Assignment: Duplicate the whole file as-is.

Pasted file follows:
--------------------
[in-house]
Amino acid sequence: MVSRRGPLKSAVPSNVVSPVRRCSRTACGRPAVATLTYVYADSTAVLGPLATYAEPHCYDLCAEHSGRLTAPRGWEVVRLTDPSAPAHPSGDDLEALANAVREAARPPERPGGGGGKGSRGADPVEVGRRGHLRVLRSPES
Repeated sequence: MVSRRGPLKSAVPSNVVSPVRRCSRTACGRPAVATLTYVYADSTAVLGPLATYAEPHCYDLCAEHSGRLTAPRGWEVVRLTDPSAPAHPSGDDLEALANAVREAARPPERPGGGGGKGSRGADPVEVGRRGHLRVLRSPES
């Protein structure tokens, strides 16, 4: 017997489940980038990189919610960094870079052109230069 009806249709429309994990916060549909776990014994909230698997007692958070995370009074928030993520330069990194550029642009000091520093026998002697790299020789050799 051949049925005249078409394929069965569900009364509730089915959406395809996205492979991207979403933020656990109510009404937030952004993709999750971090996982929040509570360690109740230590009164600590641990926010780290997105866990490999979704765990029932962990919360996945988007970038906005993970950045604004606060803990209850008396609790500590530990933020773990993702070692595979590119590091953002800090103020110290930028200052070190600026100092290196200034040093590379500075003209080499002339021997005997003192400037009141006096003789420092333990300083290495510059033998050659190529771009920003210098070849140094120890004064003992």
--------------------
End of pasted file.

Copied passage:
[in-house]
Amino acid sequence: MVSRRGPLKSAVPSNVVSPVRRCSRTACGRPAVATLTYVYADSTAVLGPLATYAEPHCYDLCAEHSGRLTAPRGWEVVRLTDPSAPAHPSGDDLEALANAVREAARPPERPGGGGGKGSRGADPVEVGRRGHLRVLRSPES
Repeated sequence: MVSRRGPLKSAVPSNVVSPVRRCSRTACGRPAVATLTYVYADSTAVLGPLATYAEPHCYDLCAEHSGRLTAPRGWEVVRLTDPSAPAHPSGDDLEALANAVREAARPPERPGGGGGKGSRGADPVEVGRRGHLRVLRSPES
């Protein structure tokens, strides 16, 4: 017997489940980038990189919610960094870079052109230069 009806249709429309994990916060549909776990014994909230698997007692958070995370009074928030993520330069990194550029642009000091520093026998002697790299020789050799 051949049925005249078409394929069965569900009364509730089915959406395809996205492979991207979403933020656990109510009404937030952004993709999750971090996982929040509570360690109740230590009164600590641990926010780290997105866990490999979704765990029932962990919360996945988007970038906005993970950045604004606060803990209850008396609790500590530990933020773990993702070692595979590119590091953002800090103020110290930028200052070190600026100092290196200034040093590379500075003209080499002339021997005997003192400037009141006096003789420092333990300083290495510059033998050659190529771009920003210098070849140094120890004064003992």